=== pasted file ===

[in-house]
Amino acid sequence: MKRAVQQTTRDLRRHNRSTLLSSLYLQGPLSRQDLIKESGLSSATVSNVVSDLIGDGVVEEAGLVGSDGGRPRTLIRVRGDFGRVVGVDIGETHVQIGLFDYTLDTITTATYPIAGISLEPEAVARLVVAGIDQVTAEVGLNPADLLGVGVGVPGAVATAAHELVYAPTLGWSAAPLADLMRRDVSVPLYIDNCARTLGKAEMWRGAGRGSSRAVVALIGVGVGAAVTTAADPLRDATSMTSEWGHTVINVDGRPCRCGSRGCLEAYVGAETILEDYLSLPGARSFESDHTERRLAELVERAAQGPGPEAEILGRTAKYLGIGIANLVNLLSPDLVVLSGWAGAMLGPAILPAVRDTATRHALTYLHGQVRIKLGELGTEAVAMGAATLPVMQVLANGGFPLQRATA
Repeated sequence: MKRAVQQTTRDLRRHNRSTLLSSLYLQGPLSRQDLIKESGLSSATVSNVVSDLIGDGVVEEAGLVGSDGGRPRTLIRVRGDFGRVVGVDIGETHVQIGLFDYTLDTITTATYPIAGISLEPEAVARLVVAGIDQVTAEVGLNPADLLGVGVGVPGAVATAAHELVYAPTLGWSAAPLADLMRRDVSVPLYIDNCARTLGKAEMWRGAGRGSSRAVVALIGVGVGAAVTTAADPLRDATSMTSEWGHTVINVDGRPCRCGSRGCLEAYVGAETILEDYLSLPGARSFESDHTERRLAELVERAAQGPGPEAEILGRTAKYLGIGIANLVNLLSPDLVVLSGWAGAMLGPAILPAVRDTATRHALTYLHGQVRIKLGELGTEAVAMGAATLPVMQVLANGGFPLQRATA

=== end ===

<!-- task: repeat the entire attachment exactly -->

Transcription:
[in-house]
Amino acid sequence: MKRAVQQTTRDLRRHNRSTLLSSLYLQGPLSRQDLIKESGLSSATVSNVVSDLIGDGVVEEAGLVGSDGGRPRTLIRVRGDFGRVVGVDIGETHVQIGLFDYTLDTITTATYPIAGISLEPEAVARLVVAGIDQVTAEVGLNPADLLGVGVGVPGAVATAAHELVYAPTLGWSAAPLADLMRRDVSVPLYIDNCARTLGKAEMWRGAGRGSSRAVVALIGVGVGAAVTTAADPLRDATSMTSEWGHTVINVDGRPCRCGSRGCLEAYVGAETILEDYLSLPGARSFESDHTERRLAELVERAAQGPGPEAEILGRTAKYLGIGIANLVNLLSPDLVVLSGWAGAMLGPAILPAVRDTATRHALTYLHGQVRIKLGELGTEAVAMGAATLPVMQVLANGGFPLQRATA
Repeated sequence: MKRAVQQTTRDLRRHNRSTLLSSLYLQGPLSRQDLIKESGLSSATVSNVVSDLIGDGVVEEAGLVGSDGGRPRTLIRVRGDFGRVVGVDIGETHVQIGLFDYTLDTITTATYPIAGISLEPEAVARLVVAGIDQVTAEVGLNPADLLGVGVGVPGAVATAAHELVYAPTLGWSAAPLADLMRRDVSVPLYIDNCARTLGKAEMWRGAGRGSSRAVVALIGVGVGAAVTTAADPLRDATSMTSEWGHTVINVDGRPCRCGSRGCLEAYVGAETILEDYLSLPGARSFESDHTERRLAELVERAAQGPGPEAEILGRTAKYLGIGIANLVNLLSPDLVVLSGWAGAMLGPAILPAVRDTATRHALTYLHGQVRIKLGELGTEAVAMGAATLPVMQVLANGGFPLQRATA